Wow, it seems that a series of posts I had lined up for this week are being posted by chance amid ongoing turmoil concerning them almost as we speak (or is that
as I wrote, no as you read? ).
I didn’t know too much about the Cramner Courts buildings except it used to be called the “Normal School” (and I always wondered if that meant somehow that all other schools were abnormal) until I checked out the web pages of the New Zealand Historic Places Trust (link below) and found the following explanation.
I’ve edited it a little for brevity so if you’d like to read the full account please just click on the link provided.
“Today’s Cranmer Court was originally built to house Christchurch Normal School, which opened in 1876.
‘Normal’ or ‘model’ schools are schools that provide teacher trainees with the opportunity to observe teachers and classes in action in a normal school environment. Christchurch Normal School was the first of this type in Canterbury, opening just after one in Otago.
The Canterbury Board of Education held an architectural competition in 1873 for designs for Christchurch Normal School. Twelve entries were received and the one submitted by the architect Samuel C. Farr (1827-1918), was selected.
Farr’s Christchurch Normal School was built in stone from the Halswell quarry with Oamaru stone dressings. It was designed with two wings forming an ‘L’ shape, one for boys and one for girls, and a distinctive octagonal room at the corner of the ‘L’ with an intricate wooden vaulted ceiling.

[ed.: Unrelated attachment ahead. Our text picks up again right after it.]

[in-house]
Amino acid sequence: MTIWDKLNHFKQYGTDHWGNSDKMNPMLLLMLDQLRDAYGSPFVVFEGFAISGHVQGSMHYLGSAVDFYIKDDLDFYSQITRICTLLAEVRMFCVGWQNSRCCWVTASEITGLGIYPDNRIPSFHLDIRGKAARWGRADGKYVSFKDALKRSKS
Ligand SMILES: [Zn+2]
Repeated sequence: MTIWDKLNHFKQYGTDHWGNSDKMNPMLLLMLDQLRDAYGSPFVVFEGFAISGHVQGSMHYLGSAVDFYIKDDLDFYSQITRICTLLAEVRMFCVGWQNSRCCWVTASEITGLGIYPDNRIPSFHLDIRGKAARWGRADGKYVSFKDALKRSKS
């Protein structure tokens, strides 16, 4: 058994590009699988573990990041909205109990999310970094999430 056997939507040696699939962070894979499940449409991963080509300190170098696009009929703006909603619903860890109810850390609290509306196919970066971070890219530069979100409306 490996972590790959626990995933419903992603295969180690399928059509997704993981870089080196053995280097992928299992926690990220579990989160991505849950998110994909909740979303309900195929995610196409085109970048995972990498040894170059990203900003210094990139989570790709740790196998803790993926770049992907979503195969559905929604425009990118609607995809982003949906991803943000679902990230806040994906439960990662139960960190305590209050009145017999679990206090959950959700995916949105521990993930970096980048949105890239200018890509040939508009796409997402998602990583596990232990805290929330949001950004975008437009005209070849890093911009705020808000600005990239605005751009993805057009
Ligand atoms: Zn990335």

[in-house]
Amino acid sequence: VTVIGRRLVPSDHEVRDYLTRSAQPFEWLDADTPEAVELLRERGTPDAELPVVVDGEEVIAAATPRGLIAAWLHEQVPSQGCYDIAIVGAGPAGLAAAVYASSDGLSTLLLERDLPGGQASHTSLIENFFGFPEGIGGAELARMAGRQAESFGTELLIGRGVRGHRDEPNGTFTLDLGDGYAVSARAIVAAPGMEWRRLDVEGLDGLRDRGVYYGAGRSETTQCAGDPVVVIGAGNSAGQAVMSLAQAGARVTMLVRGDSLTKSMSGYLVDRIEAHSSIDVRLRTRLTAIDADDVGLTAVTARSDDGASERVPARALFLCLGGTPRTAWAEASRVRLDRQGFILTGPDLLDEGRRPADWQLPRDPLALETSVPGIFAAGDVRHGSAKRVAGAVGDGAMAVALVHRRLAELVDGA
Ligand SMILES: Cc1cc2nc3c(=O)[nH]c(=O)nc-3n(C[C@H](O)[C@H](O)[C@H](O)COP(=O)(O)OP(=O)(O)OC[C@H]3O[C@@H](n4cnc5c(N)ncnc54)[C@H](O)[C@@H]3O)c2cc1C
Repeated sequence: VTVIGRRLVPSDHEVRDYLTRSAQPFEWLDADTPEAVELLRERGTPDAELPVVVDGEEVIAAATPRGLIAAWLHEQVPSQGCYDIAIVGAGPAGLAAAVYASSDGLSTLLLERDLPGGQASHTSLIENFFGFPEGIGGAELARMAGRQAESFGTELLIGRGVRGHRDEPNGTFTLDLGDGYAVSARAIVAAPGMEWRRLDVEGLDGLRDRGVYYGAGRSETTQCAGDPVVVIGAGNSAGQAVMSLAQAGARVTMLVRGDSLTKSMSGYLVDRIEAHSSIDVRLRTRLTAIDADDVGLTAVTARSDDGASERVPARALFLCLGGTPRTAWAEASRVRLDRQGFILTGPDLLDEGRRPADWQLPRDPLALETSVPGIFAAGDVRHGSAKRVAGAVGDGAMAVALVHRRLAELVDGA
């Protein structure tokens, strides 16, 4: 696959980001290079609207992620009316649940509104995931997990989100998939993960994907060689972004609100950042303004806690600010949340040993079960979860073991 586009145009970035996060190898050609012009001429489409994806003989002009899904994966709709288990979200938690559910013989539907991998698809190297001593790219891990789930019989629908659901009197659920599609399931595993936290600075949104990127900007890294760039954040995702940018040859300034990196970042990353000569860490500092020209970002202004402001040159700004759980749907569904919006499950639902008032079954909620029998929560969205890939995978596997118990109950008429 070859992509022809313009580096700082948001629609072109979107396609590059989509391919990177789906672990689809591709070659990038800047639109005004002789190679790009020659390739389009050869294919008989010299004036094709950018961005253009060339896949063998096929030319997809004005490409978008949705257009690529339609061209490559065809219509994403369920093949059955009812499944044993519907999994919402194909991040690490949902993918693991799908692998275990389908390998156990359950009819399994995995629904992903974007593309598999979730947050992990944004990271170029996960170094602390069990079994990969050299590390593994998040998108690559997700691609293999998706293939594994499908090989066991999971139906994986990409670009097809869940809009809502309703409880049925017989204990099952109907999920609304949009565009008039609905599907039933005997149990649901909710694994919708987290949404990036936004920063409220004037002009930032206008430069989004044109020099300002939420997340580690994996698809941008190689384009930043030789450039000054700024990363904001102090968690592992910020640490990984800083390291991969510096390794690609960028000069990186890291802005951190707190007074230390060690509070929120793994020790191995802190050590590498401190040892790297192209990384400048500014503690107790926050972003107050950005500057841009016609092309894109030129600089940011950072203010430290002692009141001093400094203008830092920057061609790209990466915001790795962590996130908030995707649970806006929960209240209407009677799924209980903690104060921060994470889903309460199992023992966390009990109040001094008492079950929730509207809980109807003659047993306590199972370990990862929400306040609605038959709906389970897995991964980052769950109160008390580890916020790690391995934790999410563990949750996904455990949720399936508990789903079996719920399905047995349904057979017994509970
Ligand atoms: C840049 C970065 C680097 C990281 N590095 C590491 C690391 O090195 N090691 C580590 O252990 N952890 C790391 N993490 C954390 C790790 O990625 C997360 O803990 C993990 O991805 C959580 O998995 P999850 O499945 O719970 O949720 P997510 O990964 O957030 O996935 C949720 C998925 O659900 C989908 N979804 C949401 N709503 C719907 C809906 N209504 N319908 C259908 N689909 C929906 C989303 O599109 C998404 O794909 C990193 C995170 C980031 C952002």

The octagonal room was originally intended to house a book depot, but by the time the building was completed this idea had been abandoned.
When the normal school function was transferred to Elmwood School in 1954, this building became the centre for the Post-Primary Department of the Christchurch Teachers’ College.
In 1970 the teachers’ college moved to the suburb of Ilam and the building remained vacant until a developer bought it in 1981 and turned it into a group of luxury apartments and a restaurant.
This building is significant as one of the earliest normal schools in New Zealand, and as a fine example of Gothic Revival architecture, which is a distinctive feature of Christchurch. Debates in 1969-1970 over the building’s fate show that it is held in high public esteem. It forms an important part of the townscape of Cranmer Square.
1970-1981 – The building lay vacant and neglected.
A group of Christchurch citizens (lead by the Civic Trust) lobbied for the retention of the building and for its adaptive reuse arguing that it was more economically feasible to convert the existing building than to demolish and rebuild.
1981- The building was purchased by a development company for conversion into 22 residential apartments with 15 new town houses to be built on vacant land to the north. Street facades and the roofline were preserved and the ventilators and one tower reinstated.
Interiors were stripped out and dormer windows added to the roof. The octagonal room, which formerly served as the headmaster’s office on the southwest corner, was converted to a restaurant. The complex was renamed Cranmer Courts.”
This building appears to have become a political football… or hot potato depending on how you look at it.